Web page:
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It’s quite common for series producers to replace actors after shooting a pilot and getting feedback. And, often, those changes result in a good show – see ABC’s Brothers and Sisters. However, it’s much rarer for the whole cast to be fired, which is what has happened with ABC’s remake of Life On Mars. Well, almost the whole cast. They are apparently keeping star Jason O’Mara, despite lukewarm initial reviews of his performance as Sam Tyler. And, as TV Scoop reports, they are “expanding” the original series’ “mythology.” Executive producer Josh Applebaum says,

“We spoke to the creators of the BBC version and asked their permission to change the mythology. In their version, ultimately he was in a coma, and for us to do a long-running series where you know he’s in this coma state, it felt unsatisfying. With their permission we are changing the mythology each week, deepening the mystery of what’s going on with him. Has he traveled through time? Or lost his mind? Or he’s in a coma? For us there are many more options there.”

The more I hear about this, the more boneheaded this remake seems. The original Life On Mars was satisfying because you saw the end coming, and the tension built towards the inevitable climax. The attempt to shoehorn the series into an 22-episode, multiple-season American format will dilute the impact of the story. (Then again, I’m one of those people who gave up on the similarly themed Lost, which apparently is still going strong.)

Sopranos star Michael Imperioli is clearly confident that the remake will be successful. He recently spoke to the New York Daily News about why he chose this project to follow up his Emmy-winning Sopranos stint: “I thought the script was very well written, first of all, and a really cool idea. And I thought he’s different enough from what I had done in the past, although it seems to be most of the stuff I’ve been doing is either a cop or a robber.”

Note: Imperioli will play copper Ray Carling. October Road actor Jonathan Murphy will play Carling’s partner, Chris Skelton. Check him out on IMDB: he kind of resembles Marshall Lancaster, who played Chris on the original series.

In other news:

  • David Tennant is “close to signing a deal worth £1.5 million ($3 million)” to stay on as Timelord for a fifth season.(Daily Mail)

  • Billie Piper‘s ex, radio personality Chris Evans, is having a baby with his current wife, Natasha Shishmanian.(BBC)
  • Tapes containing material from the late Delia Derbyshire, composer of the Doctor Who theme and inspiration to a generation of electronica artists, have been discovered.(The Times)
  • Could Catherine Tate be Daniel Radcliffe‘s perfect romantic match? Metro‘s Andrew Williams says, “They’re both so desperate to be taken seriously as proper actors, they’ve resorted to flaunting their bits and bobs on the West End stage – first Dan in Equus, now Cath about to do the same in a forthcoming romantic comedy. They should team up! Dan reportedly had a flirtation with a Harry Potter make-up woman so he’s undeterred by older women. They could lounge around naked reading Brecht to each other. It’d be hours of fun!”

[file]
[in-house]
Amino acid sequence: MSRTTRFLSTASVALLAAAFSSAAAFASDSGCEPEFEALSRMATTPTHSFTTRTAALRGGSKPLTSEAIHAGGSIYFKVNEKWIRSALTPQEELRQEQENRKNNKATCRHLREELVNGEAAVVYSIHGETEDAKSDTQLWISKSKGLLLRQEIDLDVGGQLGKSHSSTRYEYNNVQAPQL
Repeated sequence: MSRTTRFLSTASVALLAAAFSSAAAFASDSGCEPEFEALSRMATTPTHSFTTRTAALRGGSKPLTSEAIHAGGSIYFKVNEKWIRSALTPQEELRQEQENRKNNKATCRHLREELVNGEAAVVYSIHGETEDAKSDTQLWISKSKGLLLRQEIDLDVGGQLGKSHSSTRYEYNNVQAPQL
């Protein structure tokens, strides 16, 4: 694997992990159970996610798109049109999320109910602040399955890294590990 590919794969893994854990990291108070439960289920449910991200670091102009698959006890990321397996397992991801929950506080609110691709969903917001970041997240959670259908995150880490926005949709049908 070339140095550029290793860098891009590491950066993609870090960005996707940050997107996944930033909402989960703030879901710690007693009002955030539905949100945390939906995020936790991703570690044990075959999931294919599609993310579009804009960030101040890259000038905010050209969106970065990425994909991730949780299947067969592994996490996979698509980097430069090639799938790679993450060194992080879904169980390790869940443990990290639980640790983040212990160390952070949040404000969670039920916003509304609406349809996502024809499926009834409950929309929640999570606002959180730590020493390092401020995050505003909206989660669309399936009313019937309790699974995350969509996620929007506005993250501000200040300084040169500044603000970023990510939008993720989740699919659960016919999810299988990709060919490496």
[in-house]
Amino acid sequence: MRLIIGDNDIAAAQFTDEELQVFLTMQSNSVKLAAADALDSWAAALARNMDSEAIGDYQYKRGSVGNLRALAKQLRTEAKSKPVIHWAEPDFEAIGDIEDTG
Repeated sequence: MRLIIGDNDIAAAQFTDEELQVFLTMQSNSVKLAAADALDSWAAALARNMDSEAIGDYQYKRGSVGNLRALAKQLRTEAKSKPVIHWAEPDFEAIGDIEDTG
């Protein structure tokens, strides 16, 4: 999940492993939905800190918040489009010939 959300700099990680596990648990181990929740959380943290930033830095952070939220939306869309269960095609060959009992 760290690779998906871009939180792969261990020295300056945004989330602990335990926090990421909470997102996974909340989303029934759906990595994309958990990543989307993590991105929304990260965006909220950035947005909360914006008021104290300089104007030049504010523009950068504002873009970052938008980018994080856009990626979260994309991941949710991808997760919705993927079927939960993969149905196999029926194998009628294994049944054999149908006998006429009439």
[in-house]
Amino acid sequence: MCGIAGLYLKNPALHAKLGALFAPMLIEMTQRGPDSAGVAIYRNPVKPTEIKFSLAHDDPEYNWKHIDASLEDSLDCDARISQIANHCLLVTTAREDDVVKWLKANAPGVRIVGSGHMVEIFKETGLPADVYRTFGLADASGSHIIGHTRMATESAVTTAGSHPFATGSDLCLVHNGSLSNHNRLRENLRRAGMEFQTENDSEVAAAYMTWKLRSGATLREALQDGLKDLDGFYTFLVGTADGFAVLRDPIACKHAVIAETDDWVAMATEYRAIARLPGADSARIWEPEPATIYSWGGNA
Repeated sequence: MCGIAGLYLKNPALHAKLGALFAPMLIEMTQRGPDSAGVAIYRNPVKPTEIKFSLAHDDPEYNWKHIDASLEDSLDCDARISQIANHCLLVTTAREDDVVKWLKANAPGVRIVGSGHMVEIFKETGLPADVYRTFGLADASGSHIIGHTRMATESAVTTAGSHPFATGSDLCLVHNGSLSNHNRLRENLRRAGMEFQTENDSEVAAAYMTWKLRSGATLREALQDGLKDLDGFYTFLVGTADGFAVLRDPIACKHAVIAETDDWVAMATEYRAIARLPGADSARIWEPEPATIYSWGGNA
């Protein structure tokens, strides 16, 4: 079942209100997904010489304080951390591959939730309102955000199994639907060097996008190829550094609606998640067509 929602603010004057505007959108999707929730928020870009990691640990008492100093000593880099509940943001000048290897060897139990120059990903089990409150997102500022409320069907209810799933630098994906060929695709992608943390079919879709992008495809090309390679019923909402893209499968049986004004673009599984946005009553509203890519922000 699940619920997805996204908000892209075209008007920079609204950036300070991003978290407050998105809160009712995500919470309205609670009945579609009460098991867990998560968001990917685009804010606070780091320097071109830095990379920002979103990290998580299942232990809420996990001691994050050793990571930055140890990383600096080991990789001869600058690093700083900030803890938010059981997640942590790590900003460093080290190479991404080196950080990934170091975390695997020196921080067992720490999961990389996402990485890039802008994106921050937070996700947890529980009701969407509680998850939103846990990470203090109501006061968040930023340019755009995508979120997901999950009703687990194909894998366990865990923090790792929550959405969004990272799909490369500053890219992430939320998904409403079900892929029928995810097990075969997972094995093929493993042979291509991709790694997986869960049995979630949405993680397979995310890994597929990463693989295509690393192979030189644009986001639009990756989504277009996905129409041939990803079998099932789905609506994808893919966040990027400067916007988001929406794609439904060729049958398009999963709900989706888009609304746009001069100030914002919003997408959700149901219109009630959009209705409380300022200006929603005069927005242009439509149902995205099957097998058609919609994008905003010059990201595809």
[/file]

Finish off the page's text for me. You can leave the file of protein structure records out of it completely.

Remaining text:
• She puts the “sex” in sexagenarian: the totally GMILF-tastic Helen Mirren shows off her bodacious, 62-year-old body in a bikini. The rack is incredible. BTW, there’s a NSFW nipple shot midway on the page. Scroll at your own risk!(Daily Mail)
  • The Sun celebrates the multiple British Emmy nominees.
  • What’s the state of the British sketch comedy? The Guardian‘s Gareth McLean – who, by the way, is totally hot clean-shaven (call me on Skype, Gareth!) – quite likes That Mitchell and Webb Look, but he wonders if, with “character-based comedy in the ascendant, thanks to the success of Ricky Gervais, Sacha Baron Cohen, and The League of Gentlemen… could it be that the sketch show has, for the time being, had its moment?”
  • UK TV networks are failing to show Britain’s diversity, a study claims. “Most white viewers said that broadcasters were doing a good job, but black and Asian ethnic groups did not agree. The report also found that Eastern Europeans, as relative newcomers to Britain, had no expectations of being represented.”(The Times)
  • The guy who wrote Control is writing a John Lennon biopic entitled Nowhere Boy.(NME)
  • Pete Doherty has skipped court, and, consequently, has a warrant out for his arrest.(NME)
  • The Daily Mail says Ronnie Wood‘s Russian waitress girlfriend, Ekaterina Ivanova, is a dead ringer for Wood’s wife, Jo. I see a resemblance in the first set of photos but not in the second set.
  • Sienna Miller is moving in with Brothers and Sisters star Balthazar Getty, who is, um, married? Hello!(Mirror)
  • BBC viewers in Wales want to see more Welsh programming.(BBC)
  • Should the word “chav” – which is slang for “a lower-class younger person who wears designer sportswear” – be banned from use? A British think tank says yes: “Some uses of some words fall below the threshold of acceptability and some are definitely above it,” says Tom Hampson, head of the Fabian Society, in an interview with the BBC. “Chav is way above that threshold. It is deeply offensive to a largely voiceless group and – especially when used in normal middle-class conversation or on national TV – it betrays a deep and revealing level of class hatred.” In recent years, the “chav” has become a much-parodied social type in UK pop culture. The Catherine Tate Show‘s Lauren and Little Britain‘s Vicky Pollard are just a few of the comic characters based on the “chav.”
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Filed Under: Life On Mars, U.S. Remakes
By Kevin Wicks
Kevin Wicks is the founding editor of Anglophenia.